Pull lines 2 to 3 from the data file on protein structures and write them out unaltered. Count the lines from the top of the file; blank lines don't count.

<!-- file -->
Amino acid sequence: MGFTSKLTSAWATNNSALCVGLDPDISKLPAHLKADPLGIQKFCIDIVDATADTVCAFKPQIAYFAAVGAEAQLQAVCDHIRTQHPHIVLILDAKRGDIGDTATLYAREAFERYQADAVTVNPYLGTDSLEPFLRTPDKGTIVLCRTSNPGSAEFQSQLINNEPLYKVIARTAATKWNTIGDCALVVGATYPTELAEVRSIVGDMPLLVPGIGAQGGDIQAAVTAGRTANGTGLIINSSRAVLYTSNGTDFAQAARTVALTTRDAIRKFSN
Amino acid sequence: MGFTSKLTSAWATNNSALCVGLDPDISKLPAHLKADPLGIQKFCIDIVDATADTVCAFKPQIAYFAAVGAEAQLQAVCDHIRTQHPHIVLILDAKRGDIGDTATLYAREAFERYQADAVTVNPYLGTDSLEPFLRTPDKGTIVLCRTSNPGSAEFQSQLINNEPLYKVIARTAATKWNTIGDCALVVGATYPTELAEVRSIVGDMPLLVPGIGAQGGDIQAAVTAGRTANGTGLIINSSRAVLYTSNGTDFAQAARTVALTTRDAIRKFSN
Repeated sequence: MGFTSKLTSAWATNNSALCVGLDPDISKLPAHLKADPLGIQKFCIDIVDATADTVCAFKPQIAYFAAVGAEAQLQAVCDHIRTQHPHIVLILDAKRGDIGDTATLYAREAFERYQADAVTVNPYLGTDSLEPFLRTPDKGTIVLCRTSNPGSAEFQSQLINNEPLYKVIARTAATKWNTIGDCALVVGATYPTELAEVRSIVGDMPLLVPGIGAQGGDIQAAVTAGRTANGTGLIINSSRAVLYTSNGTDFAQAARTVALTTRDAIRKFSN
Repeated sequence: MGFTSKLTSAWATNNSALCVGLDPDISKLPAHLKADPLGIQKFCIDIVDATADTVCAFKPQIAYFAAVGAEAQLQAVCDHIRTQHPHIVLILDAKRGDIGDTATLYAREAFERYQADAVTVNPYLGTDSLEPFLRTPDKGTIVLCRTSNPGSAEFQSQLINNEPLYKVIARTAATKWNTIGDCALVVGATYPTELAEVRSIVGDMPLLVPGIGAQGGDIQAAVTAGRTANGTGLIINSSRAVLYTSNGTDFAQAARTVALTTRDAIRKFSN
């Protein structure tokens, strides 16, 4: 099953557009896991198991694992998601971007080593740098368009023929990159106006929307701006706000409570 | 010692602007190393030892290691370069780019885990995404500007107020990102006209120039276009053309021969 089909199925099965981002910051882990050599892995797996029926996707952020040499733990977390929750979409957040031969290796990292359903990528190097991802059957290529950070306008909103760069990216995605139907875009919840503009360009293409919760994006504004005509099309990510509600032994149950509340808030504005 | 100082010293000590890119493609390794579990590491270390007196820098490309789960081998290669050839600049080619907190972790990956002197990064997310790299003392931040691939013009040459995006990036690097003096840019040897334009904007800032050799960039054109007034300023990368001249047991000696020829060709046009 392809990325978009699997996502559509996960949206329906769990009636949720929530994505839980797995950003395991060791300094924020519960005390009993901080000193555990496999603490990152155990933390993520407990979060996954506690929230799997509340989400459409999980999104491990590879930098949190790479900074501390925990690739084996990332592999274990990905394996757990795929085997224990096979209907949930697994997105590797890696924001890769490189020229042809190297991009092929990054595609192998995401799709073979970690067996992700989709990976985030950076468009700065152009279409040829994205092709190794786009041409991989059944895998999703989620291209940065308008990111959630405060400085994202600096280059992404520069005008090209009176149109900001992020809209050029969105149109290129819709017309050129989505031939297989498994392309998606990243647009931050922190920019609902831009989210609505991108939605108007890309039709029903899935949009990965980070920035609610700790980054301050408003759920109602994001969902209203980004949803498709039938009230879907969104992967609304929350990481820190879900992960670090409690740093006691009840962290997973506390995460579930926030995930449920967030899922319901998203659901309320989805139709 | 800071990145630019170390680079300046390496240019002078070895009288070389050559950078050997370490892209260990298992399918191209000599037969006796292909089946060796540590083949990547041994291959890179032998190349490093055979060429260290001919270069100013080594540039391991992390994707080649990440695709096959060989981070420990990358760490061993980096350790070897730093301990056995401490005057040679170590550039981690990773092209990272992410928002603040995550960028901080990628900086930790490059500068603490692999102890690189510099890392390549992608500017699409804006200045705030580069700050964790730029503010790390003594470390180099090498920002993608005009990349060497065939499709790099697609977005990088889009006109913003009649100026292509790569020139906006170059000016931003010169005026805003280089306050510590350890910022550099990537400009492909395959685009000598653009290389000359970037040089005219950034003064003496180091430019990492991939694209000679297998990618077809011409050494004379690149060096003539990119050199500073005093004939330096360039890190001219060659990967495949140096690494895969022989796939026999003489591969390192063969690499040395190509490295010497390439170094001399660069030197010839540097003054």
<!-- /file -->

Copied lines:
Amino acid sequence: MGFTSKLTSAWATNNSALCVGLDPDISKLPAHLKADPLGIQKFCIDIVDATADTVCAFKPQIAYFAAVGAEAQLQAVCDHIRTQHPHIVLILDAKRGDIGDTATLYAREAFERYQADAVTVNPYLGTDSLEPFLRTPDKGTIVLCRTSNPGSAEFQSQLINNEPLYKVIARTAATKWNTIGDCALVVGATYPTELAEVRSIVGDMPLLVPGIGAQGGDIQAAVTAGRTANGTGLIINSSRAVLYTSNGTDFAQAARTVALTTRDAIRKFSN
Repeated sequence: MGFTSKLTSAWATNNSALCVGLDPDISKLPAHLKADPLGIQKFCIDIVDATADTVCAFKPQIAYFAAVGAEAQLQAVCDHIRTQHPHIVLILDAKRGDIGDTATLYAREAFERYQADAVTVNPYLGTDSLEPFLRTPDKGTIVLCRTSNPGSAEFQSQLINNEPLYKVIARTAATKWNTIGDCALVVGATYPTELAEVRSIVGDMPLLVPGIGAQGGDIQAAVTAGRTANGTGLIINSSRAVLYTSNGTDFAQAARTVALTTRDAIRKFSN